About fifty years ago, a fellow - I think his name was Norman Potter Morrow - wrote a thesis or dissertation on Price's Missouri Expedition. He concluded that the effort was doomed from the start because the Federals could divert troops from other theaters and transport them quickly by rail and water in large enough numbers to defeat any Confederate force.
I agree with him. Consider the fact that A.J. Smith with two divisions of veteran infantry from Grant's old Army of the Tennessee were right behind Price by the time Price reached Westport. If Price had tried to remain in Missouri, Smith would have defeated him.
I should add that any troops from east of the Mississippi, -infantry or cavalry, were more than a match for Price's cavalry.
Let me give an example of what I mean here. One of Pleasonton's cavalry brigades came from the area around Memphis. These were the troops that drove Marmaduke from his position west of the Big Blue on Oct. 23rd and smashed Fagan at Mine Creek on October 25th. Without this brigade I don't think Pleasonton could have defeated Price.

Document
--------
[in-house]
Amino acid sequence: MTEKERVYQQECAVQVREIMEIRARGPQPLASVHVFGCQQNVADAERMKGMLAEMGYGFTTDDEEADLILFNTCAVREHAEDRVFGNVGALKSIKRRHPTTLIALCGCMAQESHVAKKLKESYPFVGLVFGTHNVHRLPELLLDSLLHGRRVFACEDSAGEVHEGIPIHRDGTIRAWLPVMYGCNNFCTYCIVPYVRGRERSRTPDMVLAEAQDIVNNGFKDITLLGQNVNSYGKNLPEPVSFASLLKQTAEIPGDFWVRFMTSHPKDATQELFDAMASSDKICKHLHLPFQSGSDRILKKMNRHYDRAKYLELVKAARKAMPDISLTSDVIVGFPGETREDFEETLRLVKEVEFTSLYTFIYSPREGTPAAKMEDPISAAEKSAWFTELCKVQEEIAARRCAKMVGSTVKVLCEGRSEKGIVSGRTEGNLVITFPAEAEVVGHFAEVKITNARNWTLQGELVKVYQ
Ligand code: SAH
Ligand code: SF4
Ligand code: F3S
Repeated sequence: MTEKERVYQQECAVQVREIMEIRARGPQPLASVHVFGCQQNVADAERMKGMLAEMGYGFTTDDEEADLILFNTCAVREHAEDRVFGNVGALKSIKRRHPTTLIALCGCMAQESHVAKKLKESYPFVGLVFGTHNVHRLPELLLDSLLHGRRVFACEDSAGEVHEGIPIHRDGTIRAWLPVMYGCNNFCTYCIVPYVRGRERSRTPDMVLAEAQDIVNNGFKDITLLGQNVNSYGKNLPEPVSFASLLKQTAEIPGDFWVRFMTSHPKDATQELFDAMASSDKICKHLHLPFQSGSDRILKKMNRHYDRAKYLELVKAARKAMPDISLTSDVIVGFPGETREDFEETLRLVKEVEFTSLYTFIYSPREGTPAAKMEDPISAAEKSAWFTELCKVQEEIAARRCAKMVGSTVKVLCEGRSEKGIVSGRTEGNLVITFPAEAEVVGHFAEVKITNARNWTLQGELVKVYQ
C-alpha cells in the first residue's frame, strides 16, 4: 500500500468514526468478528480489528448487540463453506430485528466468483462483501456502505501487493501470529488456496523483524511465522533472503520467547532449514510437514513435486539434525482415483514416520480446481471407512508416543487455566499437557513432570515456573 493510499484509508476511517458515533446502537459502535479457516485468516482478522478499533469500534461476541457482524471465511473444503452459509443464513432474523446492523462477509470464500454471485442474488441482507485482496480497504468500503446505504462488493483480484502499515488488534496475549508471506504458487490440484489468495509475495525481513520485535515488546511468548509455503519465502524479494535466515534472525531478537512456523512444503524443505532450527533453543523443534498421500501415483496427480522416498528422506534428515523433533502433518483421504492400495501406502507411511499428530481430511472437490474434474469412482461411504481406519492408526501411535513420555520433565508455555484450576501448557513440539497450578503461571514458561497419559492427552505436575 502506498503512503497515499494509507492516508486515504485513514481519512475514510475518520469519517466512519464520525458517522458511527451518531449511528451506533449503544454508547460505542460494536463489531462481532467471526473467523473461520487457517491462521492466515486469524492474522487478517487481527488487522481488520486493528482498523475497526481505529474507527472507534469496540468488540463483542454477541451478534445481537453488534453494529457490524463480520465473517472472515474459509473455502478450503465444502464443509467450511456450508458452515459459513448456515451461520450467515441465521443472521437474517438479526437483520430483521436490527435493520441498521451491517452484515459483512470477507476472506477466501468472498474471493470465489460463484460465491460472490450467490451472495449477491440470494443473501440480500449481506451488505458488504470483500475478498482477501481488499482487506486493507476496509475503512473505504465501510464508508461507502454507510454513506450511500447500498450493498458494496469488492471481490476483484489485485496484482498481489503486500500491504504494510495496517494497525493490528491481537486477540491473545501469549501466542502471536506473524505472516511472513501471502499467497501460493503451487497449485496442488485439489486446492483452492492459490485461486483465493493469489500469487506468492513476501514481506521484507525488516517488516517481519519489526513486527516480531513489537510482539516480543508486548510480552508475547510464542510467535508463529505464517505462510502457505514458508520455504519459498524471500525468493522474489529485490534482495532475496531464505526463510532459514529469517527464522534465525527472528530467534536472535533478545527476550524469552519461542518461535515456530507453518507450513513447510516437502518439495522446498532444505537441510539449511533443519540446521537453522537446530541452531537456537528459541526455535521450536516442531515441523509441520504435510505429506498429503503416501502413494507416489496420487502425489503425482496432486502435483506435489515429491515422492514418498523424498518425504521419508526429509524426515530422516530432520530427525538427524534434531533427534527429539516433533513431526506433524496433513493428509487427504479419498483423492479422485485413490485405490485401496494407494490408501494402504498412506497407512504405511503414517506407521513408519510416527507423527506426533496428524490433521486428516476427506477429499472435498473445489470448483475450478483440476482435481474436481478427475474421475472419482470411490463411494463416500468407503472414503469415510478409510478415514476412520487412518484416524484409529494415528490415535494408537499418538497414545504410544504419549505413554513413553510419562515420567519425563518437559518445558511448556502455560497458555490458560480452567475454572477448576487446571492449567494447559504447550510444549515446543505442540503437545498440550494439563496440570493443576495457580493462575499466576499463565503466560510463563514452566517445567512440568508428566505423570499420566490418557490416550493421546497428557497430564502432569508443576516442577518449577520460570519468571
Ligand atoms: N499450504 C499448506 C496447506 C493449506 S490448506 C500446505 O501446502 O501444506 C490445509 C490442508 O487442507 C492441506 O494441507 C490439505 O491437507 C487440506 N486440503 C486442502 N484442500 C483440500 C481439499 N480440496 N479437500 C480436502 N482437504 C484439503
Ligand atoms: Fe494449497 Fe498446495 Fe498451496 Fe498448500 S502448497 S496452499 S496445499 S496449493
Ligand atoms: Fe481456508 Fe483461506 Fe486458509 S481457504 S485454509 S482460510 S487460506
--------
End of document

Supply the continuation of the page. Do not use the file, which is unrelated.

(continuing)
Part of the superiority was in equipment. M. Jeff Thompson says that his cavalry - partly armed with enfield rifles - were no match for troops armed with carbines, sabres and pistols. He was right.
But I think these cis-Mississippi troops had big battle experience. They had learned the hard way by fighting people like Forrest.
Bryce A. Suderow